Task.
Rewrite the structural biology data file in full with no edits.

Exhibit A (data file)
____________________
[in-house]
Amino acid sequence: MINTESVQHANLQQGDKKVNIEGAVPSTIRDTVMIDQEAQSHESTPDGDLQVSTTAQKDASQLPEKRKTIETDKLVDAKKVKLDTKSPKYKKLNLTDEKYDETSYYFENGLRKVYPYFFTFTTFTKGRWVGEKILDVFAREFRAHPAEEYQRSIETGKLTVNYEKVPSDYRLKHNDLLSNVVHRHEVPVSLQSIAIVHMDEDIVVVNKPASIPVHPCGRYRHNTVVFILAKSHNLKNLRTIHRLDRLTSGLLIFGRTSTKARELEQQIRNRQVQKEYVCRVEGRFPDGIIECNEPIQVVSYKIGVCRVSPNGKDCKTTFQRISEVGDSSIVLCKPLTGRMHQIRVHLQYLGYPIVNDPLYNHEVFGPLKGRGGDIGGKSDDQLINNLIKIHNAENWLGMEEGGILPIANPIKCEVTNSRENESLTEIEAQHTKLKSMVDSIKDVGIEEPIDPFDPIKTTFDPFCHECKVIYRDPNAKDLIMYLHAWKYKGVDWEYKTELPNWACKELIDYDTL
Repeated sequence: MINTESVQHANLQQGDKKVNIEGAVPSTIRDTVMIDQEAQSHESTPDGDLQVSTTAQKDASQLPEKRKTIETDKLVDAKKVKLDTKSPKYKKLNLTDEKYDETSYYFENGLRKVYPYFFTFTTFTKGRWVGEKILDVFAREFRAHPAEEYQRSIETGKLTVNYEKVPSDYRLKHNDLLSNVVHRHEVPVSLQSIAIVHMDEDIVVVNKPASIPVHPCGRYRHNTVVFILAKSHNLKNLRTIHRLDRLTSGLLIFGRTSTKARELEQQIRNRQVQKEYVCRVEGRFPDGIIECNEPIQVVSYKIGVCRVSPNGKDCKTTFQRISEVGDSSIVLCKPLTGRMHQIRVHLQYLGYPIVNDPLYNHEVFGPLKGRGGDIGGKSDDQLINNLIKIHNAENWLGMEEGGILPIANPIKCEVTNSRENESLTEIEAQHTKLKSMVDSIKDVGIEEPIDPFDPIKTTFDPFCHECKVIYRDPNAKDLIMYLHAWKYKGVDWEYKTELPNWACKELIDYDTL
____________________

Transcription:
[in-house]
Amino acid sequence: MINTESVQHANLQQGDKKVNIEGAVPSTIRDTVMIDQEAQSHESTPDGDLQVSTTAQKDASQLPEKRKTIETDKLVDAKKVKLDTKSPKYKKLNLTDEKYDETSYYFENGLRKVYPYFFTFTTFTKGRWVGEKILDVFAREFRAHPAEEYQRSIETGKLTVNYEKVPSDYRLKHNDLLSNVVHRHEVPVSLQSIAIVHMDEDIVVVNKPASIPVHPCGRYRHNTVVFILAKSHNLKNLRTIHRLDRLTSGLLIFGRTSTKARELEQQIRNRQVQKEYVCRVEGRFPDGIIECNEPIQVVSYKIGVCRVSPNGKDCKTTFQRISEVGDSSIVLCKPLTGRMHQIRVHLQYLGYPIVNDPLYNHEVFGPLKGRGGDIGGKSDDQLINNLIKIHNAENWLGMEEGGILPIANPIKCEVTNSRENESLTEIEAQHTKLKSMVDSIKDVGIEEPIDPFDPIKTTFDPFCHECKVIYRDPNAKDLIMYLHAWKYKGVDWEYKTELPNWACKELIDYDTL
Repeated sequence: MINTESVQHANLQQGDKKVNIEGAVPSTIRDTVMIDQEAQSHESTPDGDLQVSTTAQKDASQLPEKRKTIETDKLVDAKKVKLDTKSPKYKKLNLTDEKYDETSYYFENGLRKVYPYFFTFTTFTKGRWVGEKILDVFAREFRAHPAEEYQRSIETGKLTVNYEKVPSDYRLKHNDLLSNVVHRHEVPVSLQSIAIVHMDEDIVVVNKPASIPVHPCGRYRHNTVVFILAKSHNLKNLRTIHRLDRLTSGLLIFGRTSTKARELEQQIRNRQVQKEYVCRVEGRFPDGIIECNEPIQVVSYKIGVCRVSPNGKDCKTTFQRISEVGDSSIVLCKPLTGRMHQIRVHLQYLGYPIVNDPLYNHEVFGPLKGRGGDIGGKSDDQLINNLIKIHNAENWLGMEEGGILPIANPIKCEVTNSRENESLTEIEAQHTKLKSMVDSIKDVGIEEPIDPFDPIKTTFDPFCHECKVIYRDPNAKDLIMYLHAWKYKGVDWEYKTELPNWACKELIDYDTL